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I picked one up at a gun show back in the fall. No 4, I think, 1942 Birmingham SN. Finally took it out to the range a couple weeks ago. Surprisingly nice shooter. Front sight is a little off, had to look up on line how to adjust(hammer&punch).
 

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I used to have a Lee Enfield years ago and I did love that rifle. Had to sell it when I moved to Ma. when my Mom was dying of cancer. I'm trying to get another one now. Those .303 cartridges pack a lot of punch.
 

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I've got a 1944 #4 MK1* LongBranch that I bought back in the late 60s for $29.95. Over the years I've used it for and taken of few deer with it. Now it just sits in the safe. Heck, I've still got some ammo for it that I bought back in the 60s and this past fall, when I could see what was coming, I bought a couple hundred more rounds "just in case".
 

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I've got a 1944 #4 MK1* LongBranch that I bought back in the late 60s for $29.95. Over the years I've used it for and taken of few deer with it. Now it just sits in the safe. Heck, I've still got some ammo for it that I bought back in the 60s and this past fall, when I could see what was coming, I bought a couple hundred more rounds "just in case".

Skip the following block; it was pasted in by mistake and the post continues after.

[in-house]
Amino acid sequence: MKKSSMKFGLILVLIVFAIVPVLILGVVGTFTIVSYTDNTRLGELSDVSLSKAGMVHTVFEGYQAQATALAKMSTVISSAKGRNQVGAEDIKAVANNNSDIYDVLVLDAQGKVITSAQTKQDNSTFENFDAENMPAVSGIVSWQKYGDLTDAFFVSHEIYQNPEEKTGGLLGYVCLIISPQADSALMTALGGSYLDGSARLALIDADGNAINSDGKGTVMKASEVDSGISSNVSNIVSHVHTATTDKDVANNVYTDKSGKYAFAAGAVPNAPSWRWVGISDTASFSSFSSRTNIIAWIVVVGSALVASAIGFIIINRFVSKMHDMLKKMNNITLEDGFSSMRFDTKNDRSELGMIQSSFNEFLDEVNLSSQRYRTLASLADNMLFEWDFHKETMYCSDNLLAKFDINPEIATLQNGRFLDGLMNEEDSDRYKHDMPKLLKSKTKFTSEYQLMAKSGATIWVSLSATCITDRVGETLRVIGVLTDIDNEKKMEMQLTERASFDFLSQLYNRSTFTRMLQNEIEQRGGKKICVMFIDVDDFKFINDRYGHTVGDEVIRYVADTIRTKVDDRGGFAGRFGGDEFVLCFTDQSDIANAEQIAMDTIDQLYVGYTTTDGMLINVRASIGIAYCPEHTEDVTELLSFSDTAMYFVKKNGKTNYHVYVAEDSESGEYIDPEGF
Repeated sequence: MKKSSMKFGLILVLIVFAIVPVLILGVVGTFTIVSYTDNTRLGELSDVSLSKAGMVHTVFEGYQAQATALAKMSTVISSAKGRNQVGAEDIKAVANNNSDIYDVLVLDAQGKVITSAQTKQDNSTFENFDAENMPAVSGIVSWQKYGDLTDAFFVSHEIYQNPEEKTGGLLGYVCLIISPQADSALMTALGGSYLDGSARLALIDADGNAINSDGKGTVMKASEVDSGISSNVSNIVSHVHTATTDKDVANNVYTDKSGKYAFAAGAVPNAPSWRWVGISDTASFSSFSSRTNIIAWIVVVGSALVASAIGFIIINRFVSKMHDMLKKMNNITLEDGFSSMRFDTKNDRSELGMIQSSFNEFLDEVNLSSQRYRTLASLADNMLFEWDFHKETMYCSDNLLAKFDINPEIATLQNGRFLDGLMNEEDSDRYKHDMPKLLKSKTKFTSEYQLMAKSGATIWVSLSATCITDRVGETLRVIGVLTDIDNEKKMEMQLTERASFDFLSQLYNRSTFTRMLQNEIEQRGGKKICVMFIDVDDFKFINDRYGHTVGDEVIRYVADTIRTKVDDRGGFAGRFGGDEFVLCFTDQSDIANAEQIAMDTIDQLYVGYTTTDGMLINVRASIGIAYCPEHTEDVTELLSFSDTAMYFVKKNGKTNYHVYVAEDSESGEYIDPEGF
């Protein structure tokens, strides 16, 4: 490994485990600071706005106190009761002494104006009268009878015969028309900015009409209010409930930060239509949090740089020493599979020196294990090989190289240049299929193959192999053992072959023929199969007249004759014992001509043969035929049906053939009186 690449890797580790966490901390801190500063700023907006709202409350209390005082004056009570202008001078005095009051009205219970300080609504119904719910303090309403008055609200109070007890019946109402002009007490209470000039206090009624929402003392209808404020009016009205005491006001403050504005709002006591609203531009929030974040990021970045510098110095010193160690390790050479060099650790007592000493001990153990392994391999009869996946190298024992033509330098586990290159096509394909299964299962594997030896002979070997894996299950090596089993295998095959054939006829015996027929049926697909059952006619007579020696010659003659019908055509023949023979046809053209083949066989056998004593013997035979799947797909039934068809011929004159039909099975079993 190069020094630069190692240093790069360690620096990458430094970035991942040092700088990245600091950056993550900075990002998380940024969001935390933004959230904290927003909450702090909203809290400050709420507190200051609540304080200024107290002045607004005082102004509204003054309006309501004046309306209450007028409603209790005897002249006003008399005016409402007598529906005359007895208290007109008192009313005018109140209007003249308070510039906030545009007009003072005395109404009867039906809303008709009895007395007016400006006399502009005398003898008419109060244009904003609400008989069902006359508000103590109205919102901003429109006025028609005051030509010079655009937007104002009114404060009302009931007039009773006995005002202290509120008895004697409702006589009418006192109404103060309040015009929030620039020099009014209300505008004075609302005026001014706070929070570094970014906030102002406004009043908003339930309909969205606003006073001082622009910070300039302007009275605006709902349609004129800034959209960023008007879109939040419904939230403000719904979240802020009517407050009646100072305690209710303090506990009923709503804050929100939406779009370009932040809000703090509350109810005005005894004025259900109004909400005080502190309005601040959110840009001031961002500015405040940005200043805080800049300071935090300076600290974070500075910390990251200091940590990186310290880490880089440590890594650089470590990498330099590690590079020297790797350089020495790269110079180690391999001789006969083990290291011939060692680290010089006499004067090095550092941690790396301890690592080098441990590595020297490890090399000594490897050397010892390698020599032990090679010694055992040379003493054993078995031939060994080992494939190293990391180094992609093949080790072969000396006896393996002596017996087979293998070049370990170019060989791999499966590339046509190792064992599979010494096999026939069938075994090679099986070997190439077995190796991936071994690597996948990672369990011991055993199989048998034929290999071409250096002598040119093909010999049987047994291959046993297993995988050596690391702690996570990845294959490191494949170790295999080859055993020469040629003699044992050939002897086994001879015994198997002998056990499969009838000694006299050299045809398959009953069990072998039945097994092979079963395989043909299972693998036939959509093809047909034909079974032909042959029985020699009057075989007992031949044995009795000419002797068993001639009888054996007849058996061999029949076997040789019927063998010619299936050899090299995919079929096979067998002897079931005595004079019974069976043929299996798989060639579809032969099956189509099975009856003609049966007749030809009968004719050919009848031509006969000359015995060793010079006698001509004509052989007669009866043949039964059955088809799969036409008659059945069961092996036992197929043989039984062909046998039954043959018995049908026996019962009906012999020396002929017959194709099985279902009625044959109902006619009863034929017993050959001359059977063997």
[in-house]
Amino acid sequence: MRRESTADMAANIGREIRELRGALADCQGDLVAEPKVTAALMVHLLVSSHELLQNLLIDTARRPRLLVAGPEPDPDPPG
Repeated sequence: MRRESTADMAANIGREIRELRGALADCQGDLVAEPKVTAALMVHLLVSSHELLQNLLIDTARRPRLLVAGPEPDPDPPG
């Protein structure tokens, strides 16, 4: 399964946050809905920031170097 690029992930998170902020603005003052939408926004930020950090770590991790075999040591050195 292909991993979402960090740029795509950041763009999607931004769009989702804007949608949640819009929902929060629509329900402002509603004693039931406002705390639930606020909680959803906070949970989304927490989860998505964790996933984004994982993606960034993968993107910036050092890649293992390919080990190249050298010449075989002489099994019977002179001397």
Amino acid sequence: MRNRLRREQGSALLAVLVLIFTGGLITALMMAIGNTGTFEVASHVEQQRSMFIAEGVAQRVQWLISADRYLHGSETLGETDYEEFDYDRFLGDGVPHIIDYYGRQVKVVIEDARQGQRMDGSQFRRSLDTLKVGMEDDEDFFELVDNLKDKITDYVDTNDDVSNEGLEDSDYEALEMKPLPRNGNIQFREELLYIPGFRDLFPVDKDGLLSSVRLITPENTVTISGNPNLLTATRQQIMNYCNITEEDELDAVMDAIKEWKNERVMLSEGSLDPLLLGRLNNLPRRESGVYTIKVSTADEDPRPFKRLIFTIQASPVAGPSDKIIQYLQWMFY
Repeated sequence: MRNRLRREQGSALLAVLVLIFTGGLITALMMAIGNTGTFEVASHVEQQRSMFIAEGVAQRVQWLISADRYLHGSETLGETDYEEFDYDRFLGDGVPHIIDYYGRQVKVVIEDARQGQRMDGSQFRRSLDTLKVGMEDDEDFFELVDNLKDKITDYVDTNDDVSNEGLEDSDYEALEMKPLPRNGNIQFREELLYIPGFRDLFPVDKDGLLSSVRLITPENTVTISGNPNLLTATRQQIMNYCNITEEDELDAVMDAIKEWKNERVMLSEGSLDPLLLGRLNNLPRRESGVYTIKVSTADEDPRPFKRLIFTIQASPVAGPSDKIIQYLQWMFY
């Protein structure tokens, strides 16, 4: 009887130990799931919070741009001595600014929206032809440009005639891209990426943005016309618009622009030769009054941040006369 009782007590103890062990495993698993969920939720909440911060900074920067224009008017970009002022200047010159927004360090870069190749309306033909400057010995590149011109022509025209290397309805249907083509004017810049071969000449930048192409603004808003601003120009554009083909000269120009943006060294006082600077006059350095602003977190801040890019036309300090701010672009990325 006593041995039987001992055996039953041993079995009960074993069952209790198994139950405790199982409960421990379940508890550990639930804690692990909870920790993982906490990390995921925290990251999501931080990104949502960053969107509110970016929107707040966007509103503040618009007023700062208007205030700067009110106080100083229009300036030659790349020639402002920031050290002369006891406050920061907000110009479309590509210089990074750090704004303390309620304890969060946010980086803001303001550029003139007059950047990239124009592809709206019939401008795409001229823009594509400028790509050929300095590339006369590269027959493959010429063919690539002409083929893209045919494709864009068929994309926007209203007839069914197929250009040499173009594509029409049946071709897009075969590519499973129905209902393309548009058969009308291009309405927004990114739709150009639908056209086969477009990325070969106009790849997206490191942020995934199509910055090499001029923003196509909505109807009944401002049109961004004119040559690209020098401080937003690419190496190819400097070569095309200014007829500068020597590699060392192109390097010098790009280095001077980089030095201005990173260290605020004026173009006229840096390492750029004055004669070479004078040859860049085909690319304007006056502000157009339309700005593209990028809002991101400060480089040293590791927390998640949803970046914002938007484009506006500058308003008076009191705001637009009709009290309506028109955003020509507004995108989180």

I think it's a pretty good "just in case" gun. 10 rd mag, and a quick bolt action. Might be in demand if semiautos become restricted.
 

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I love mine. I have a 1943 ROF that I have taken to CMP vintage rifle comps for several years. It has seen some action and slugs at .3145, I generally use lyman 314299 for a 200 gr round nose. Even with the large bore I have found that 25 grains of 4198 under 150 grain hornady SST from grafs shoot great through my no4 and no3 at 100 yards.
 

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My husband introduced me to shooting modern long rifles with his Mk III SMLE back when we first married over 40 years ago. Love the quick action, it's "feel" and accuracy. I've fired other rifles since but the Enfield is my first "love".

But finding surplus military .303 ammo, or even commercial, is becoming harder. And the prices! Awk!
 

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it's my 2nd most accurate bolt gun with iron sights. my carl gustav is the 1st.

I like both.. I love wood furniture on a gun...